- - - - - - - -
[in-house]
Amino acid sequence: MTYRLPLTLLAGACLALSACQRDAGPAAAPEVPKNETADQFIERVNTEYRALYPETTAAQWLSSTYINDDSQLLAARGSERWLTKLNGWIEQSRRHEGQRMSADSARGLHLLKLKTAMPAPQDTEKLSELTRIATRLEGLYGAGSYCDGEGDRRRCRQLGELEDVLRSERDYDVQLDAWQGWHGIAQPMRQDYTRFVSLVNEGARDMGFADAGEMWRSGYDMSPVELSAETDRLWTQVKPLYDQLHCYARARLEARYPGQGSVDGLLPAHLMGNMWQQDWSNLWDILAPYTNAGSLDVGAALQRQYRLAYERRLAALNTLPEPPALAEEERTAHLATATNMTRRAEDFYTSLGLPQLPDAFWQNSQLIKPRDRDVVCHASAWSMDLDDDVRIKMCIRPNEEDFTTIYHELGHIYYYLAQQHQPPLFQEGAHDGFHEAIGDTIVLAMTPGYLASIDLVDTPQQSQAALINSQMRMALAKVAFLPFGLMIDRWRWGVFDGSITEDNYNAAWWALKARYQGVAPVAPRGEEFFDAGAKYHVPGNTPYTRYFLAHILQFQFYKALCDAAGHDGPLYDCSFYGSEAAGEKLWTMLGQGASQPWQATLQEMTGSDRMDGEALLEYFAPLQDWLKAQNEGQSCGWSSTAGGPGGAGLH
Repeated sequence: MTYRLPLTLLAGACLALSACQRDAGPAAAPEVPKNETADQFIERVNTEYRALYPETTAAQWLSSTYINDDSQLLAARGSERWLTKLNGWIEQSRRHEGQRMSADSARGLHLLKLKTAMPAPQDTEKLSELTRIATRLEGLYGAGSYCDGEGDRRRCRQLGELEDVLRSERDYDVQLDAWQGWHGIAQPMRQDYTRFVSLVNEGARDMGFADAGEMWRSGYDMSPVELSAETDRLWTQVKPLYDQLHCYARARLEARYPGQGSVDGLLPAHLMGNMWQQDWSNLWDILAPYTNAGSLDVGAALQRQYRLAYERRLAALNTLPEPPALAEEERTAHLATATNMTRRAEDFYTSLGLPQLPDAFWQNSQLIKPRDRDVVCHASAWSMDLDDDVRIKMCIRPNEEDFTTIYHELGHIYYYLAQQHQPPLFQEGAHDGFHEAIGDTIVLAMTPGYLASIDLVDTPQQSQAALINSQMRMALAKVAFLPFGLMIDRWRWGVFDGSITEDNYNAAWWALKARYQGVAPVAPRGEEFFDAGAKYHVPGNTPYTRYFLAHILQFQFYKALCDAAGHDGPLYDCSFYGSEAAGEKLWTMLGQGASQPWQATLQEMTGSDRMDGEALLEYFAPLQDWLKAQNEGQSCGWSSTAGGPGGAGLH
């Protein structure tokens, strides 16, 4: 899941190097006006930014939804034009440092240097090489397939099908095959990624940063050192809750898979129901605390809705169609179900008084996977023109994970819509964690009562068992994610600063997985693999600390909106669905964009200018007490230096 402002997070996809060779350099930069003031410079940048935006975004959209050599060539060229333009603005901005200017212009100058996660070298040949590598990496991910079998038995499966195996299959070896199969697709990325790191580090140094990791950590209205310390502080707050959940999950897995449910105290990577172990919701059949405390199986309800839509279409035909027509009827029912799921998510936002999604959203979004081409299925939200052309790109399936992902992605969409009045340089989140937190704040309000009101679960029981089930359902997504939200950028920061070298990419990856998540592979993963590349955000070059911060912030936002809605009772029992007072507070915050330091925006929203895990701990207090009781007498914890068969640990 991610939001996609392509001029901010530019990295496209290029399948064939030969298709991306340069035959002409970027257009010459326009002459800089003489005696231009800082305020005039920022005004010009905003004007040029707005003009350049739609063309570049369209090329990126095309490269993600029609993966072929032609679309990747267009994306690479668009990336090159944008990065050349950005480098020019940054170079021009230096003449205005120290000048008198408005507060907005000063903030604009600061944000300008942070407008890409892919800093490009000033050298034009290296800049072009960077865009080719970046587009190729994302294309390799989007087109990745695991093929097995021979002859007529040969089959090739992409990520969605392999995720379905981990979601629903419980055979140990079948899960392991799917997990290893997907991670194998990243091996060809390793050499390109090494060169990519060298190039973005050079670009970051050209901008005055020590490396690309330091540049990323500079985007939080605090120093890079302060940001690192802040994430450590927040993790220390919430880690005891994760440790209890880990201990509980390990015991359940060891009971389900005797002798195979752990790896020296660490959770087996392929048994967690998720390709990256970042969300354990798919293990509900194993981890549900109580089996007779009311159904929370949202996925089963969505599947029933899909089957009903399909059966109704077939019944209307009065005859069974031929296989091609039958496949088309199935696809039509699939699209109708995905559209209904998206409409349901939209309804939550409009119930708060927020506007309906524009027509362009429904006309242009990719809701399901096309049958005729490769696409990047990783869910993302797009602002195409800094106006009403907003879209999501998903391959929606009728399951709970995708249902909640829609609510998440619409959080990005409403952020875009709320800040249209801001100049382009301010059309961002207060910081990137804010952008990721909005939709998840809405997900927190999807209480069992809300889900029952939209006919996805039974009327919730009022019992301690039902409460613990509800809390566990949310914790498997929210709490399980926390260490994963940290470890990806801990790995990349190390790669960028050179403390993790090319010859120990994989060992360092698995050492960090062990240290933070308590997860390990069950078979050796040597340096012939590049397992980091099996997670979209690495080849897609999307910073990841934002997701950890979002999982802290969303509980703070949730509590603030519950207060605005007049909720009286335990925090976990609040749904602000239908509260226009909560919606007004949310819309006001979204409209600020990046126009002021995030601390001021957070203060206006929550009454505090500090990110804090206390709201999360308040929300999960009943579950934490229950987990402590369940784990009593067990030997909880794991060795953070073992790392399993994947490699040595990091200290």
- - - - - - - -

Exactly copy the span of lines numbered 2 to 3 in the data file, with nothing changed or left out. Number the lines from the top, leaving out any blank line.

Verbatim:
Amino acid sequence: MTYRLPLTLLAGACLALSACQRDAGPAAAPEVPKNETADQFIERVNTEYRALYPETTAAQWLSSTYINDDSQLLAARGSERWLTKLNGWIEQSRRHEGQRMSADSARGLHLLKLKTAMPAPQDTEKLSELTRIATRLEGLYGAGSYCDGEGDRRRCRQLGELEDVLRSERDYDVQLDAWQGWHGIAQPMRQDYTRFVSLVNEGARDMGFADAGEMWRSGYDMSPVELSAETDRLWTQVKPLYDQLHCYARARLEARYPGQGSVDGLLPAHLMGNMWQQDWSNLWDILAPYTNAGSLDVGAALQRQYRLAYERRLAALNTLPEPPALAEEERTAHLATATNMTRRAEDFYTSLGLPQLPDAFWQNSQLIKPRDRDVVCHASAWSMDLDDDVRIKMCIRPNEEDFTTIYHELGHIYYYLAQQHQPPLFQEGAHDGFHEAIGDTIVLAMTPGYLASIDLVDTPQQSQAALINSQMRMALAKVAFLPFGLMIDRWRWGVFDGSITEDNYNAAWWALKARYQGVAPVAPRGEEFFDAGAKYHVPGNTPYTRYFLAHILQFQFYKALCDAAGHDGPLYDCSFYGSEAAGEKLWTMLGQGASQPWQATLQEMTGSDRMDGEALLEYFAPLQDWLKAQNEGQSCGWSSTAGGPGGAGLH
Repeated sequence: MTYRLPLTLLAGACLALSACQRDAGPAAAPEVPKNETADQFIERVNTEYRALYPETTAAQWLSSTYINDDSQLLAARGSERWLTKLNGWIEQSRRHEGQRMSADSARGLHLLKLKTAMPAPQDTEKLSELTRIATRLEGLYGAGSYCDGEGDRRRCRQLGELEDVLRSERDYDVQLDAWQGWHGIAQPMRQDYTRFVSLVNEGARDMGFADAGEMWRSGYDMSPVELSAETDRLWTQVKPLYDQLHCYARARLEARYPGQGSVDGLLPAHLMGNMWQQDWSNLWDILAPYTNAGSLDVGAALQRQYRLAYERRLAALNTLPEPPALAEEERTAHLATATNMTRRAEDFYTSLGLPQLPDAFWQNSQLIKPRDRDVVCHASAWSMDLDDDVRIKMCIRPNEEDFTTIYHELGHIYYYLAQQHQPPLFQEGAHDGFHEAIGDTIVLAMTPGYLASIDLVDTPQQSQAALINSQMRMALAKVAFLPFGLMIDRWRWGVFDGSITEDNYNAAWWALKARYQGVAPVAPRGEEFFDAGAKYHVPGNTPYTRYFLAHILQFQFYKALCDAAGHDGPLYDCSFYGSEAAGEKLWTMLGQGASQPWQATLQEMTGSDRMDGEALLEYFAPLQDWLKAQNEGQSCGWSSTAGGPGGAGLH